These haywire immune cells are produced by hibernating virus particles found in all Diabetics' islet cells. ... The goal of our treatment is to stimulate the islet cells to express these hibernating virus particles and enable the body to eliminate the cells carrying the hibernating particles once and for all which rids the body of these "bad" immune cells and replaces them with low physiological levels of inactive memory cells that can no longer attack the islet cells - thus stopping beta-cell damage and restoring proper immune function.That first sentence about hibernating virus particles is nothing I've ever heard before, so I"m not tempted to put much faith in the rest. (Plus it sounds like quack treatments I have heard of in the past.) And without published results, faith and wishful thinking is really all there is. But if anyone flies to Germany this year and gets cured, please do tell! :-)
INGAP (now called exsulin) is a treatment that is undergoing phase-II human trials, and is hoped to trigger the body to regrow lost beta cells.
First, a couple of researchers have found a way to make rINGAP (recombinant INGAP). The surprise was that rINGAP was approximately 100x as powerful as INGAP in test tube testing. If borne out in live animal (and later human) testing, this would be even better news. Exsulin has long complex history, so if you want more details, please ready my previous blog entries on it:
Second, Exulin has started another round of phase-II clinical studies. This is the study I had previously discussed here:
The update is two fold: first, they started enrolling patients in Nov 2009, and second, they hope to complete the study by August 2010.
Clinical trial record: http://www.clinicaltrials.gov/ct2/show/NCT00995540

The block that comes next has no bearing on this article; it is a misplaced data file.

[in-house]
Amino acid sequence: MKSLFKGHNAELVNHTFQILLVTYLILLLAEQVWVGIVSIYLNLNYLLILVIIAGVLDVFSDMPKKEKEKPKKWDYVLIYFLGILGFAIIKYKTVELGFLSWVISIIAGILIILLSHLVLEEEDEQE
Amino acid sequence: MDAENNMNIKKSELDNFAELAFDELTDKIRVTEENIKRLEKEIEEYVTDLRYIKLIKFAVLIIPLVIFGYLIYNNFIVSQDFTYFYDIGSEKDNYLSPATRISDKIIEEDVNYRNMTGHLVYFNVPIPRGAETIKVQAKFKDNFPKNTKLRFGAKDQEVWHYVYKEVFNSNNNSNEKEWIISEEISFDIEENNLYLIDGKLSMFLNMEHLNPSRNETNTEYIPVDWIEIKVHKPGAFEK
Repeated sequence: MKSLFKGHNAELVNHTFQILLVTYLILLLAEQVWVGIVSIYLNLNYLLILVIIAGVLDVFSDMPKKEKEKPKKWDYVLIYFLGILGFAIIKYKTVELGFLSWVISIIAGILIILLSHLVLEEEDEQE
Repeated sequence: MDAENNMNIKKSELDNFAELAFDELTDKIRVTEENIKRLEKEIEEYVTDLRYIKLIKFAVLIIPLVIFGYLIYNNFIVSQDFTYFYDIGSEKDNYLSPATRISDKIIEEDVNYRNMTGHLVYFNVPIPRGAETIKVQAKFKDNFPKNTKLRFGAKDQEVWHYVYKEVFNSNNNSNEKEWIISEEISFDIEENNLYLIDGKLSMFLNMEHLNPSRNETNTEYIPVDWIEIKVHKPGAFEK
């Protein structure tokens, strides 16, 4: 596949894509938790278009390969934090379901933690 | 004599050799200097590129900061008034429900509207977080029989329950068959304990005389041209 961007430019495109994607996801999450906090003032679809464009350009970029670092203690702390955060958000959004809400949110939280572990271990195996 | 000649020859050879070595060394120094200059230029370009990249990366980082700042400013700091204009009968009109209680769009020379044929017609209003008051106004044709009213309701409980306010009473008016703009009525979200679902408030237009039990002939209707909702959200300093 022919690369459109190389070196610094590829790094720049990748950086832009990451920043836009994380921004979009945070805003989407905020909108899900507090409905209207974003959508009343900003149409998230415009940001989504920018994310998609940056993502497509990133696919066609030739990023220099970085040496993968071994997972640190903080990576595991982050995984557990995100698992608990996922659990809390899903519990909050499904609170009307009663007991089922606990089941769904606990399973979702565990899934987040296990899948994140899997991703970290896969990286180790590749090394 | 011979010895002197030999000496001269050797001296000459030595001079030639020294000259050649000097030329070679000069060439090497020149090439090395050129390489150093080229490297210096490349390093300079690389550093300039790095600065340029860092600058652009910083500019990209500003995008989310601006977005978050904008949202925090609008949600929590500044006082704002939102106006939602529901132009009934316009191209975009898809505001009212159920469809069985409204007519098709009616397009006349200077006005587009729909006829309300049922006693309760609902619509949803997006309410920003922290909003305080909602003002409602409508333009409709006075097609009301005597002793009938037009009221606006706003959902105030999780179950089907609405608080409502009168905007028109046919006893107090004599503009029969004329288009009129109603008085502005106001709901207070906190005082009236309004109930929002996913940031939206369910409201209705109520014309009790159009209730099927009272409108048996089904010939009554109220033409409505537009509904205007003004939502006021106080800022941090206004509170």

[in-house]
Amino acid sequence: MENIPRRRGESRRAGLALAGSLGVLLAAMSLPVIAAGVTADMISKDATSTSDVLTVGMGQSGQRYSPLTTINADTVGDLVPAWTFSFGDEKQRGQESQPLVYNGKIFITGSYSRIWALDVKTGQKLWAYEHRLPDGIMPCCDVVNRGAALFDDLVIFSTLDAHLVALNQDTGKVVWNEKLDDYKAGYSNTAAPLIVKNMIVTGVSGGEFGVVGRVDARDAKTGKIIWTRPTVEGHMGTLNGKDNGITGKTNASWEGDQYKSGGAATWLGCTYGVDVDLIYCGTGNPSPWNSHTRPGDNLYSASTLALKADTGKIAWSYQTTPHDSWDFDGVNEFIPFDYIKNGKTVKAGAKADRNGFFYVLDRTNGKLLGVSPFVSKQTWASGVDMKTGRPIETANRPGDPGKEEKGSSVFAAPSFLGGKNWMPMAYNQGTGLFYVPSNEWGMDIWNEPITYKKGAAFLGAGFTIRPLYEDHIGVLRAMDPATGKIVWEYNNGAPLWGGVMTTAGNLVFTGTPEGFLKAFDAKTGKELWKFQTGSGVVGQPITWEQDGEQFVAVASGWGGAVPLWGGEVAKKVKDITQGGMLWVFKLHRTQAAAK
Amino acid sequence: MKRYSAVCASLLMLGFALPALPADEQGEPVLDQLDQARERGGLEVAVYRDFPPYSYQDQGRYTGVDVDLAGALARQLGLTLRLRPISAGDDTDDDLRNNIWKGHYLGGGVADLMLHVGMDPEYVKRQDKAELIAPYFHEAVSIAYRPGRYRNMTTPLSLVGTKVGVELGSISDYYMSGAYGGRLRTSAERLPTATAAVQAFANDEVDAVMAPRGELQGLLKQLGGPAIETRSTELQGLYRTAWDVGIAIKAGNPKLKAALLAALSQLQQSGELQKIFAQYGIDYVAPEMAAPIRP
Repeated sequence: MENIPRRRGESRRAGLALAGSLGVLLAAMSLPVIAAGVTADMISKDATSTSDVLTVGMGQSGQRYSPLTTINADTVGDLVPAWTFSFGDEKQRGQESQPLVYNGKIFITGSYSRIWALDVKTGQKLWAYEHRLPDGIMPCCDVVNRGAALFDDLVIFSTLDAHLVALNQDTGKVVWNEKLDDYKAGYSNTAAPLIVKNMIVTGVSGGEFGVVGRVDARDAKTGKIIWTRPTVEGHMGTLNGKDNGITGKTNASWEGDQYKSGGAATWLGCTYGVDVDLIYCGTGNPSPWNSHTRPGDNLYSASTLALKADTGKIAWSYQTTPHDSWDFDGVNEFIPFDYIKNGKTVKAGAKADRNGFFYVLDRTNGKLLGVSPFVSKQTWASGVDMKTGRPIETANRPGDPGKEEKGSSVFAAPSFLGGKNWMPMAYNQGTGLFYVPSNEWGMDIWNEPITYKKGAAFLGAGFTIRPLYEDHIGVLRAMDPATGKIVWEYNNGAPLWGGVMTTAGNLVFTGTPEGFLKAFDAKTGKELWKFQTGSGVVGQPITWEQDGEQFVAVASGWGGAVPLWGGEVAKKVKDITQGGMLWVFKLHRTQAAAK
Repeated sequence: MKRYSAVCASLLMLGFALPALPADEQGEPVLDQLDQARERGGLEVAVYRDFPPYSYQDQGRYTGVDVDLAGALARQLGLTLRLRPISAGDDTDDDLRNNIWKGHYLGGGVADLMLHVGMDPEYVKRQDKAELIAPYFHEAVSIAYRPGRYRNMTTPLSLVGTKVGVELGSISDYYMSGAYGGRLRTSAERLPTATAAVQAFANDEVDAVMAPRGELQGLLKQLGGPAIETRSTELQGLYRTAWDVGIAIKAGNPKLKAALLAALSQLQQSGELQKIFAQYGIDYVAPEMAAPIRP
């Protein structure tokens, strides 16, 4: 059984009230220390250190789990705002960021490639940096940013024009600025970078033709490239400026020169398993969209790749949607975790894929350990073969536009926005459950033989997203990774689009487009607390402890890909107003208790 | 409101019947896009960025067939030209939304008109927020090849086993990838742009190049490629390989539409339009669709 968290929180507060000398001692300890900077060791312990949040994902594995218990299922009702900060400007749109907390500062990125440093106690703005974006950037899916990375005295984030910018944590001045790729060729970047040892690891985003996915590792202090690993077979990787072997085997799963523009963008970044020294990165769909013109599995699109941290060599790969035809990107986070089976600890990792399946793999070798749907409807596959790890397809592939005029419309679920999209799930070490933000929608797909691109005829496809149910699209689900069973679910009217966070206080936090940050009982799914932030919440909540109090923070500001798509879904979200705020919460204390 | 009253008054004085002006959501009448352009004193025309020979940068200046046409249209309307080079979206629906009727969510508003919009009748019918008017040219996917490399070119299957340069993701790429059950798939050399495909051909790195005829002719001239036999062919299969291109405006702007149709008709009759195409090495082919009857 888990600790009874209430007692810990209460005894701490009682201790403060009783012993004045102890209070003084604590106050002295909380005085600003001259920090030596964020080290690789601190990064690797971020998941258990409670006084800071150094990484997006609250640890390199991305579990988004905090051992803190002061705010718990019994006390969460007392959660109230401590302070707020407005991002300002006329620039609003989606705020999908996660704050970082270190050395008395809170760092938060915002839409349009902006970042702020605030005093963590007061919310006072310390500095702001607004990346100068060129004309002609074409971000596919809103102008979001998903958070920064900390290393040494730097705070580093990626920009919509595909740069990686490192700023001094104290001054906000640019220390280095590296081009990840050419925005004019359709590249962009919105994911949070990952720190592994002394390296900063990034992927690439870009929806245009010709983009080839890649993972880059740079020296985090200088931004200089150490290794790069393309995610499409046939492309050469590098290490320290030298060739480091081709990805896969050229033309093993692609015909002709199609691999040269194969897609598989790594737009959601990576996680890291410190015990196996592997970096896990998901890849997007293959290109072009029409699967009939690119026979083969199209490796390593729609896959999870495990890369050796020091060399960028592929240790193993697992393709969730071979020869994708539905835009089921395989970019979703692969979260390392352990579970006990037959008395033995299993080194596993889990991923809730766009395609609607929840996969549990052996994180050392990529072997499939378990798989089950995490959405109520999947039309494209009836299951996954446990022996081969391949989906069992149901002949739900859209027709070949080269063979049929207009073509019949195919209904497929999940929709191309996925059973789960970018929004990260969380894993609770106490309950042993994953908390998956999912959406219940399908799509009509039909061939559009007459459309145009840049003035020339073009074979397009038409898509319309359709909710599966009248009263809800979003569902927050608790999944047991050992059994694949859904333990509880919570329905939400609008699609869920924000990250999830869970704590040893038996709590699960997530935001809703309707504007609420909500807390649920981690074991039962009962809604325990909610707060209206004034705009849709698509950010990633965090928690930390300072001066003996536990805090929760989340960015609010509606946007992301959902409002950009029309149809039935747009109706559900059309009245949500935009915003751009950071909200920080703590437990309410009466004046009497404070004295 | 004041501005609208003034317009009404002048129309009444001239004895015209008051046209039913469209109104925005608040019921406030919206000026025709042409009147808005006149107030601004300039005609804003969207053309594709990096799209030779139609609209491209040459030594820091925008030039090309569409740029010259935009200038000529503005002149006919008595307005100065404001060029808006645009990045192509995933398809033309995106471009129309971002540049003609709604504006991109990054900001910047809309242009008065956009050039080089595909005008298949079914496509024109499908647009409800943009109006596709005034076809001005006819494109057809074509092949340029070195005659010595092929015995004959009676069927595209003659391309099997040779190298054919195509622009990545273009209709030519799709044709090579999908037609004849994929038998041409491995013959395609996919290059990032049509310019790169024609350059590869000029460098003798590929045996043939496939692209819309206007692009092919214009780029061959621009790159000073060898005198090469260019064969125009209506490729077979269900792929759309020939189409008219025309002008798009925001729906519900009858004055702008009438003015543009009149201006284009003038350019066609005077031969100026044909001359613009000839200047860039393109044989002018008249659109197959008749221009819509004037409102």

Change in Blogging Policy
My policy is to blog on research "in human trials now, or has been in the past, or is expected to be within the next two years" which is aimed at curing type-1 diabetes. So in the past, I have included any research where the researcher claimed they would start a human trial within the next two years. Unfortunately, many researchers claimed this, but never started a clinical trial, even after many years. So I'm changing my policy, and will now only blog on research that has started the paperwork required to start a clinical trial (even if they have not yet quite started the trial itself). So if they have started the paperwork for a phase-I trial, or submitted the US FDA's IND paperwork, or anything similar to that. I also plan to drop coverage of any treatment which was in human trials, but has not been in human trials for a three year period of time. I expect these policy changes to give me more time to focus on more promising research.
Reminder About Terminology
Remember that many words are used differently by professionals, than by the rest of us. For example, if you ask people what it means to be a "honeymoon diabetic" most would say "Someone who was just recently diagnosed". But if you asked a researcher that same question they would say "Someone who is still making their own insulin (as shown by a C-peptide test, for example)", and the two are not the same thing.
Also, "vaccine". If you ask a bunch of random people what a "vaccine" is they would say "something which you give to healthy people to prevent them from getting a disease". But a health professional uses a different definition that sometimes includes treatments given to people who are already sick.
In general, I use the definitions used by parents and patients. The "general population" definitions, and not the health care professional's definitions.
All the views expressed here are those of Joshua Levy, and nothing here is official JDRF news, views, policies or opinions.